Objective: To quantify benefit and harm of epidural analgesia, compared with systemic opioid analgesia, in adults having surgery under general anesthesia.
Background: It remains controversial whether adding epidural analgesia to general anesthesia decreases postoperative morbidity and mortality.
Methods: We searched CENTRAL, EMBASE, PubMed, CINAHL, and BIOSIS till July 2012. We included randomized controlled trials comparing epidural analgesia (with local anesthetics, lasting for ≥24 hours postoperatively) with systemic analgesia in adults having surgery under general anesthesia, and reporting on mortality or any morbidity endpoint.
Results: A total of 125 trials (9044 patients, 4525 received epidural analgesia) were eligible. In 10 trials (2201 patients; 87 deaths), reporting on mortality as a primary or secondary endpoint, the risk of death was decreased with epidural analgesia (3.1% vs 4.9%; odds ratio, 0.60; 95% confidence interval, 0.39–0.93). Epidural analgesia significantly decreased the risk of atrial fibrillation, supraventricular tachycardia, deep vein thrombosis, respiratory depression, atelectasis, pneumonia, ileus, and postoperative nausea and vomiting, and also improved recovery of bowel function, but significantly increased the risk of arterial hypotension, pruritus, urinary retention, and motor blockade. Technical failures occurred in 6.1% of patients.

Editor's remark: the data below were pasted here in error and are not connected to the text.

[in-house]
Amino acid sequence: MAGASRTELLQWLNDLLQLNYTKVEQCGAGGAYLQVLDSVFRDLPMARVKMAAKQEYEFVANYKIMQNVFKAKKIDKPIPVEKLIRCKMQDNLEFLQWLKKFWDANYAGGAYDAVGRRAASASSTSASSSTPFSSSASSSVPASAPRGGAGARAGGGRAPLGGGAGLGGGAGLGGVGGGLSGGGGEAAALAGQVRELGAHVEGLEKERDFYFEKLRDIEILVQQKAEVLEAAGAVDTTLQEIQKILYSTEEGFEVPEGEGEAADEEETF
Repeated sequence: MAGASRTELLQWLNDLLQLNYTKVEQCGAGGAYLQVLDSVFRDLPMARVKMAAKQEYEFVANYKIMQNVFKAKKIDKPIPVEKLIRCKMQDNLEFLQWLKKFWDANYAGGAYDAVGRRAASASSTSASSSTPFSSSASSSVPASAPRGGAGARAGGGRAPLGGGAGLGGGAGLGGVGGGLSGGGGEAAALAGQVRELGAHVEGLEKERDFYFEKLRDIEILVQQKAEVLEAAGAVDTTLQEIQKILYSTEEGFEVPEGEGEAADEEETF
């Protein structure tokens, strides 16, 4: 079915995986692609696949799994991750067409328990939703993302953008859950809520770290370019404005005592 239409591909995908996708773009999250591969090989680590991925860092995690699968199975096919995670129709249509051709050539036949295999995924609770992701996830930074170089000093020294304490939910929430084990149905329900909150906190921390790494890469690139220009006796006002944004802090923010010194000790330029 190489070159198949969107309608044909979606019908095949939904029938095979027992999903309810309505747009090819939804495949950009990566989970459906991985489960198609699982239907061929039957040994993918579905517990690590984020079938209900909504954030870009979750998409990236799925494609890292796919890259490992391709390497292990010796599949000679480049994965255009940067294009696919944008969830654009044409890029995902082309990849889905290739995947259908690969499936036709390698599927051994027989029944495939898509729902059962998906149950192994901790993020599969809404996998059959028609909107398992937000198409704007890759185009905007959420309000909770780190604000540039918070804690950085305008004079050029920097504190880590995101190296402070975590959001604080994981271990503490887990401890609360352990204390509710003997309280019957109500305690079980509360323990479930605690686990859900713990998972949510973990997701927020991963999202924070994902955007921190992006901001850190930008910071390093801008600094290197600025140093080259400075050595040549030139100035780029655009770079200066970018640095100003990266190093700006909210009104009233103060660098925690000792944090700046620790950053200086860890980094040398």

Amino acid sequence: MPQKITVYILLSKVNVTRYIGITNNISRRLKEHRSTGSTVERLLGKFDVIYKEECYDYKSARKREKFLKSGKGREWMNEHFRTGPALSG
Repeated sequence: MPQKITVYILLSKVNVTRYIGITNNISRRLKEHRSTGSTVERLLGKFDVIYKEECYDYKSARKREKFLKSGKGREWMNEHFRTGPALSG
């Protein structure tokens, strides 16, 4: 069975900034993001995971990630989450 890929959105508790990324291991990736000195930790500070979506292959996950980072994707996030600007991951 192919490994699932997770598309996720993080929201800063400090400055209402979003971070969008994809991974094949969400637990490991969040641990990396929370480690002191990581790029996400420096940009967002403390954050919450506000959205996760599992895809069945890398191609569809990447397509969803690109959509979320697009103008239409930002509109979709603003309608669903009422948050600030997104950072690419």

Conclusions: In adults having surgery under general anesthesia, concomitant epidural analgesia reduces postoperative mortality and improves a multitude of cardiovascular, respiratory, and gastrointestinal morbidity endpoints compared with patients receiving systemic analgesia. Because adverse effects and technical failures cannot be ruled out, individual risk–benefit analyses and professional care are recommended.